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Welcome to post-stimulus America

The New York Times sends a postcard:

Plenty of businesses and governments furloughed workers this year, but Hawaii went further — it furloughed its schoolchildren. Public schools across the state closed on 17 Fridays during the past school year to save money, giving students the shortest academic year in the nation and sending working parents scrambling to find care for them.

Many transit systems have cut service to make ends meet, but Clayton County, Ga., a suburb of Atlanta, decided to cut all the way, and shut down its entire public bus system. Its last buses ran on March 31, stranding 8,400 daily riders.

Even public safety has not been immune to the budget ax. In Colorado Springs, the downturn will be remembered, quite literally, as a dark age: the city switched off a third of its 24,512 streetlights to save money on electricity, while trimming its police force and auctioning off its police helicopters. ... By the Police Department’s own calculations, there is a 23 percent chance that all patrol units in Colorado Springs will be busy when someone calls the police.

By Ezra Klein  |  August 6, 2010; 2:14 PM ET
 
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Comments

"sending working parents scrambling to find care for them." Its sad that the child care problems with shortening the school year is emphasized while the learning that will not occur barely gets a mention. It shows how little the US actually values education, despite all protestations to the contrary...

Posted by: srw3 | August 6, 2010 2:45 PM | Report abuse

and as a result of all this voters are set to elect more small gov't, anti-stimulus, tax-cutting Republicans

Posted by: Quant | August 6, 2010 2:55 PM | Report abuse

If you want to look at the bright side, this helps make the argument about the value of stimulus, not that anyone on the right will acknowledge this.

Knowing you were right is cold comfort, however, when these travesties become the norm.

Posted by: KBfromNC | August 6, 2010 3:05 PM | Report abuse

Furlough Fridays were and still are a mess. For those workers involved, it beats being unemployed and without health/dental and other fringe benefits. Not as good for consumers of public services, as to be expected but most people realize the tradeoffs.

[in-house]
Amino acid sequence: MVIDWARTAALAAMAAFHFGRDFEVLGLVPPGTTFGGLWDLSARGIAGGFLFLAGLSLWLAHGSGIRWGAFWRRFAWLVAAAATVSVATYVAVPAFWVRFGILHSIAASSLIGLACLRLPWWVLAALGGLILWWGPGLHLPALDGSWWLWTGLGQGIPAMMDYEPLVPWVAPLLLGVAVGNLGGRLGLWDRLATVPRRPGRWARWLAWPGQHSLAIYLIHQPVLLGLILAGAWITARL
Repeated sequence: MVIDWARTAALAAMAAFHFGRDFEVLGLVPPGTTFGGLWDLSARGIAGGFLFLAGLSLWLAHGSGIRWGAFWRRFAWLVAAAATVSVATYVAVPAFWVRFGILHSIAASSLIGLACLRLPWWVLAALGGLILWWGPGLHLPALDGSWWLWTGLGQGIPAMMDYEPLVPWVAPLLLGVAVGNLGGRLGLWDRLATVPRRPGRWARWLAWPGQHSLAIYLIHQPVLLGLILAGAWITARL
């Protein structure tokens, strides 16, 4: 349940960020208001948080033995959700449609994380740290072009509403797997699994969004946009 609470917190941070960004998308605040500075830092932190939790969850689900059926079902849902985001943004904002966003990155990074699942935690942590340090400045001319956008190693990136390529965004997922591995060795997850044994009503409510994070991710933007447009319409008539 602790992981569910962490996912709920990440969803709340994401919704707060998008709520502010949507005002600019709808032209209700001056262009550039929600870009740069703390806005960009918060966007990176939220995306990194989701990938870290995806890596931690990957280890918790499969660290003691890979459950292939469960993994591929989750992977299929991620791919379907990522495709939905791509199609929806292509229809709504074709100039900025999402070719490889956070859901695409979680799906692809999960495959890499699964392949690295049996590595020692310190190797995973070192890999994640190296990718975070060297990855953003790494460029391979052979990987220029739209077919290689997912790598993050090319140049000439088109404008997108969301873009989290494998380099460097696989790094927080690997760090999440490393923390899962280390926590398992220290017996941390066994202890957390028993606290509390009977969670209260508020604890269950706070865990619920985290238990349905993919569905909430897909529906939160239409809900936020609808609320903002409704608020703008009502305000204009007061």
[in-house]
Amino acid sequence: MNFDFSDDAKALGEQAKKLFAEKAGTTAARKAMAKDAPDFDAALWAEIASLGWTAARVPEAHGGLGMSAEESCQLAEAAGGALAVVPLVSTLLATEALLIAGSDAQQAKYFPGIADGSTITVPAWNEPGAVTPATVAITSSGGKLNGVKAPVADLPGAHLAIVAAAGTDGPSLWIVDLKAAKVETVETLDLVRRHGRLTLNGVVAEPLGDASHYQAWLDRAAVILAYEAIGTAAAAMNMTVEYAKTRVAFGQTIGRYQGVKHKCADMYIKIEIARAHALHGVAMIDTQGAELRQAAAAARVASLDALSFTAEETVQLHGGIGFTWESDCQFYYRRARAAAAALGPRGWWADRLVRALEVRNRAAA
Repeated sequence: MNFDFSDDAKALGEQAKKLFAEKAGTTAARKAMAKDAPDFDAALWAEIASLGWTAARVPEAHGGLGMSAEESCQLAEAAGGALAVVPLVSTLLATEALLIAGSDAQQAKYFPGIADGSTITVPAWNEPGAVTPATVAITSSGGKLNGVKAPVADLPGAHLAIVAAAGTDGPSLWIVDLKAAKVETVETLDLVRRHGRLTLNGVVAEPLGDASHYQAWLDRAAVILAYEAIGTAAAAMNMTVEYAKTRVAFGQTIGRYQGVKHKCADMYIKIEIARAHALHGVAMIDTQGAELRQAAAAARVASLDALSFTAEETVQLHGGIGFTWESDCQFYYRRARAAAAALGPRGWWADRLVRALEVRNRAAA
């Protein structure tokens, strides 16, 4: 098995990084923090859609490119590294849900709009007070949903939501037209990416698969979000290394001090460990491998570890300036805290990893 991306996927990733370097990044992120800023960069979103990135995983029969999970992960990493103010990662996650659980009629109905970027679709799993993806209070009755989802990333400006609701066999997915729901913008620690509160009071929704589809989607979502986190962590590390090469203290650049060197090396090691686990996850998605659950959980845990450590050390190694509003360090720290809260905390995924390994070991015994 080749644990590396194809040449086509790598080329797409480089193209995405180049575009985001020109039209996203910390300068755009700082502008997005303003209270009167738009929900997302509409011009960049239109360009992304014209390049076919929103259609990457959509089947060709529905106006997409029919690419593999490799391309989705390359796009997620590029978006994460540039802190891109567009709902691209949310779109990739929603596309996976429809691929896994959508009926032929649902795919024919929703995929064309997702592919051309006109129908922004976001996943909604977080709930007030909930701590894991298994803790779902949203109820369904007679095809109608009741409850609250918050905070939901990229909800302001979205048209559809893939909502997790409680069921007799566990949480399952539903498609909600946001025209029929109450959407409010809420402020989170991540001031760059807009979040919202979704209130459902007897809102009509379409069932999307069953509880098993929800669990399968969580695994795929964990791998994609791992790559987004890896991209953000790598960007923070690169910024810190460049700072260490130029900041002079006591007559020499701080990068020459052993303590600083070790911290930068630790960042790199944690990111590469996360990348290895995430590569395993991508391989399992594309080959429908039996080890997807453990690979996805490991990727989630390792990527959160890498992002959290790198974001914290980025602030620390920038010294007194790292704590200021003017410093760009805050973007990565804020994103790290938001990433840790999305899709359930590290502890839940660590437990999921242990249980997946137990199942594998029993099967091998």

About the Hawaii public school system, it's not all bad news. Surprisingly, the statewide standardized test scores for the school year actually improved compared to last year. Another surprise is Hawaii being one of the finalists for the Race to the Top.

Posted by: tuber | August 6, 2010 3:11 PM | Report abuse

I can think of plenty of ways for states like Hawaii to save money that doesn't involve closing their schools. Just because lawmakers there and in other strapped states make unwise decisions in dealing with their budget problems doesn't mean the rest of us should subsidize them ad infinitum. If the voters of Hawaii disagree with those decisions, they can elect lawmakers that will make better ones.

Posted by: bgmma50 | August 6, 2010 3:42 PM | Report abuse

And there's more than a whiff of gamesmanship about all this. Odd how the cuts chosen by lawmakers in those states are precisely the ones most calculated to scare the bejeezus out of their voters. Perhaps they think they can squeeze more tax money out of their beleaguered constituents/

But on the other hand, if what tuber says is correct, perhaps they ought to make the 4 day school week permanent!

Posted by: bgmma50 | August 6, 2010 3:46 PM | Report abuse

Agree with bgmma50 re: Washington Monument strategy. Why don't they just fire teachers and increase class sizes? Oh right, unions. How many state-level public sector problems would be solved if states could fire/reduce wages at will?

Posted by: theo2709 | August 6, 2010 3:53 PM | Report abuse

"Plenty of businesses and governments furloughed workers this year, but Hawaii went further — it furloughed its schoolchildren. Public schools across the state closed on 17 Fridays during the past school year to save money, giving students the shortest academic year in the nation and sending working parents scrambling to find care for them."

There is always the option to cut salaries. If you have to take measures such as this to keep the schools open, then your city is probably bankrupt. Declare bankruptcy, nullify union contracts and slash compensation to levels to where you can still afford to provide services. Outsource if need be.